• The River of History Our self advocacy group began in September 1990. The group members talked about their experiences and found out about rights. We raised money to go to conferences and meet other people
  • Themes from the History Workshop Finding good places to meet was a problem Members who had died had made a big contribution to their groups Getting funding was difficult People were often bullied in services There was never enough time to support people 2nd DAY WORKSHOPS Different types of support made a 1. The history of rights, choice difference and struggles in People First There were problems with services 2. The history of support in People were fighting hard for their groups and how it changes rights. 3. The history of funding in groups.
  • Talking to the groups about ways offinding information Computers and the internet Listening Memory T shirts Diaries / old minutes Newsletters Conferences •Confidentiality Videos/ tapes •Making getting Meeting people information accessible Posters / photos •No jargon! Interviews
  • Action Plans
  • 21
  • Why I did the book... My ambition To be used as a learning resource To help people share their stories on what it is like to have a disability “There’s no shame in it because you were born with it. It is just a learning disability” 22
  • Dovenby Hall“Professionals need toknow they’ve destroyedpeople’s lives- the waythey come at you, talkto you, saying thingslike you can’t dothis, you can’t dothat, making decisionsabout us. We need toturn it all around.”Malcolm Eardley, 2009 23
  • Process of Research Used my best research skills Oral History Promoted and raised awareness of research Qualitative – lots of detail Supported 3 people to write their life stories Interviewed 9 people with the label of a learning difficulty Collated my findings in a book yet to be published! 24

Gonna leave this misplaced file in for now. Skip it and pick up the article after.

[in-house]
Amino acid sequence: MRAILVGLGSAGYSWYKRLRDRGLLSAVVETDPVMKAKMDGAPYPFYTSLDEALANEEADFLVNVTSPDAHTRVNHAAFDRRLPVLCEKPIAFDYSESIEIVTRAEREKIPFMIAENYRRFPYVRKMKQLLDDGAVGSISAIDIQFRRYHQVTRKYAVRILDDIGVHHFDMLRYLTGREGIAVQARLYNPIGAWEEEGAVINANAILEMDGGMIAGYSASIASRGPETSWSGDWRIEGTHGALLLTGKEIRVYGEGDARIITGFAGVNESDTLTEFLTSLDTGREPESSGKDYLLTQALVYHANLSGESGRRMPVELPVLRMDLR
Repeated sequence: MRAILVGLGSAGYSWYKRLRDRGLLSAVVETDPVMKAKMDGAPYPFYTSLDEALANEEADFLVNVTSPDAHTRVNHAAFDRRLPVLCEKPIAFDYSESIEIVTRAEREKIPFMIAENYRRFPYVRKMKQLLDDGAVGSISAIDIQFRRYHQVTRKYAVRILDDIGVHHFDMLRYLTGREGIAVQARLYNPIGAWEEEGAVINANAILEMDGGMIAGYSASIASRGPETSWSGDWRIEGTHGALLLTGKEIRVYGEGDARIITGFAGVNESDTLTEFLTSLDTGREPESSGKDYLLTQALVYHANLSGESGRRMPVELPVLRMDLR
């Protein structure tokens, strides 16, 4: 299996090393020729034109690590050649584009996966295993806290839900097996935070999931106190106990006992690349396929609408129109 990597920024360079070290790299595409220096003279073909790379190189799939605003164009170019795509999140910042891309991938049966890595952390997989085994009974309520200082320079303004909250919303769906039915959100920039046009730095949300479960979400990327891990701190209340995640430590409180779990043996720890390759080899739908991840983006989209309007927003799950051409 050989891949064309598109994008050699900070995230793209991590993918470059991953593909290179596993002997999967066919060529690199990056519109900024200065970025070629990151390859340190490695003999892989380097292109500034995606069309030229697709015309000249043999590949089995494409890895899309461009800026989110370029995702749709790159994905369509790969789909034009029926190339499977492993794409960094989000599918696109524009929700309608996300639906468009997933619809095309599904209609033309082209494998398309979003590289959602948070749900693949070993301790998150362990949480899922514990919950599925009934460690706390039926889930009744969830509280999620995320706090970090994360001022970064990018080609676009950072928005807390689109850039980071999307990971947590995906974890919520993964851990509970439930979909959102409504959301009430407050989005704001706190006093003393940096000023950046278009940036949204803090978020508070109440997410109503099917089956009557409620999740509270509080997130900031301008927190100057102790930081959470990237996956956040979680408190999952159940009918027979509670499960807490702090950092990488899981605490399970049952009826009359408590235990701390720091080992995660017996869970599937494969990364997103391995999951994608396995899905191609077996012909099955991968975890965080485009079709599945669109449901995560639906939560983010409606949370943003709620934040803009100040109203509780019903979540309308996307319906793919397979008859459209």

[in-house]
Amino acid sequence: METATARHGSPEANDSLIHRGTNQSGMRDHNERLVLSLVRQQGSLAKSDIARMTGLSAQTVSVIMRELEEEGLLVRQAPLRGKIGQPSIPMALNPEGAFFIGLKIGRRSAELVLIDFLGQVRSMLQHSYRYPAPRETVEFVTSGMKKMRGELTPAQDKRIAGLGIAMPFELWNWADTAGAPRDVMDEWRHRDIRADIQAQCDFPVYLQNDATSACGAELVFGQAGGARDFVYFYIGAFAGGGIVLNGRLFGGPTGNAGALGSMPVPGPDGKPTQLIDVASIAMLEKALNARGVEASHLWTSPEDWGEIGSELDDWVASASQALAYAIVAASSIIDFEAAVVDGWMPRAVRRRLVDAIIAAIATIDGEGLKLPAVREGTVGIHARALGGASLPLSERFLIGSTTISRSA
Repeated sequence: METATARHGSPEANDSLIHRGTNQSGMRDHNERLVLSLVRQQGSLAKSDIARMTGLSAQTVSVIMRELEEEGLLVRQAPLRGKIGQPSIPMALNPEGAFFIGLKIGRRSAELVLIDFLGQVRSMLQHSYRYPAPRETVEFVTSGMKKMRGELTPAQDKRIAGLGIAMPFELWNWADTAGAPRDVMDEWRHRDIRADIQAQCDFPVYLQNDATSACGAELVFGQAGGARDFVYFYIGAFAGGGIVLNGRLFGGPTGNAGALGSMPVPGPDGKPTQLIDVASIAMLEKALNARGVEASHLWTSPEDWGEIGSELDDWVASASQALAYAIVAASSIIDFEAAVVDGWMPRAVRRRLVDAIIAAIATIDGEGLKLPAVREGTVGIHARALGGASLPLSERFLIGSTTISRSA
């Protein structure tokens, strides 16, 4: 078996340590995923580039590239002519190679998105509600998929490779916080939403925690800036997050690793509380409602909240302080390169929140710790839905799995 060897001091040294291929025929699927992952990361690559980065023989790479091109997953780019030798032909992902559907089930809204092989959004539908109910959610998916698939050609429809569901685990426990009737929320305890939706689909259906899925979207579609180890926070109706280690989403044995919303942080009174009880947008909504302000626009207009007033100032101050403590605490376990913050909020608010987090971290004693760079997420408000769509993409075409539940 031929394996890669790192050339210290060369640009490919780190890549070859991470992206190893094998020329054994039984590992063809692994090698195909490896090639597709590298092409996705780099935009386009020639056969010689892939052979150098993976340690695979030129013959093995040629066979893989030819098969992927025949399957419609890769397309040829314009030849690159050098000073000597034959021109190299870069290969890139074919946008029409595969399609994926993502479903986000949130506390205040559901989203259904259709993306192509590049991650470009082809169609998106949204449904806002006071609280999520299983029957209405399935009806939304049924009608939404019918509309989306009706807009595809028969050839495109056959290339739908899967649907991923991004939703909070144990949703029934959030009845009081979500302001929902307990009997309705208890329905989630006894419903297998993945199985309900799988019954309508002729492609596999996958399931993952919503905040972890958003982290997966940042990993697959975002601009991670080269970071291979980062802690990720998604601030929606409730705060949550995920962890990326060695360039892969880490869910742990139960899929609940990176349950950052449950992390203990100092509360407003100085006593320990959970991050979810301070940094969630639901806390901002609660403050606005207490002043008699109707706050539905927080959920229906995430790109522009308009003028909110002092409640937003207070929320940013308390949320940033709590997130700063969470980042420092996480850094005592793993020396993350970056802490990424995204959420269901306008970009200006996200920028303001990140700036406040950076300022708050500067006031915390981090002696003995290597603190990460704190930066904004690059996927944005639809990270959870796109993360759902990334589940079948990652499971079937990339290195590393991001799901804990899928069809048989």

• What does the book tell us?“Why do people always have to put a label on aperson with a disability.”“Professionals destroyed our lives”“They had all my records about me. I wantedto have them because it was about myselfand what happened to me and all themedical stuff and why they did it tome and why I went into Dovenby.”People with learning difficulties have lots ofskills to offer. 25
  • Summary...Similarities Importance  Raise awareness to the general Getting people’s stories out there- public- getting our research used. our research is all about people  Young people learn their history Our Research Cycle and the movement of change We’re fighting against people who  Research every stage- rejection have made assumptions issue 26
  • Tensions and Challenges Time- priorities – we all have different jobs and roles! Distance- we work more than 100 miles from some of our team members. Keeping it accessible – ‘academic world’ is not always accessible… Status of our research - Gate Keepers / Our connection to People First in Cumbria, and their history with services. People don’t listen or dismiss our findings – like at an Autism Awareness conference. Partnerships? – Real Involvement vs. Tokenism MONEY! – there’s never enough!! Being involved in other projects can stop us from getting on with our own projects, which is good and bad. 27
  • Important Things That Could Help... Money, time and patience Educating and Sharing our experiences- teaching more people about research Keep on publishing our work Using our research New partners Promote inclusive research full stop! 28
  • Future Projects Relationships Dovenby Hall More Life Stories A project on networks and people. 29
  • Questions.... 30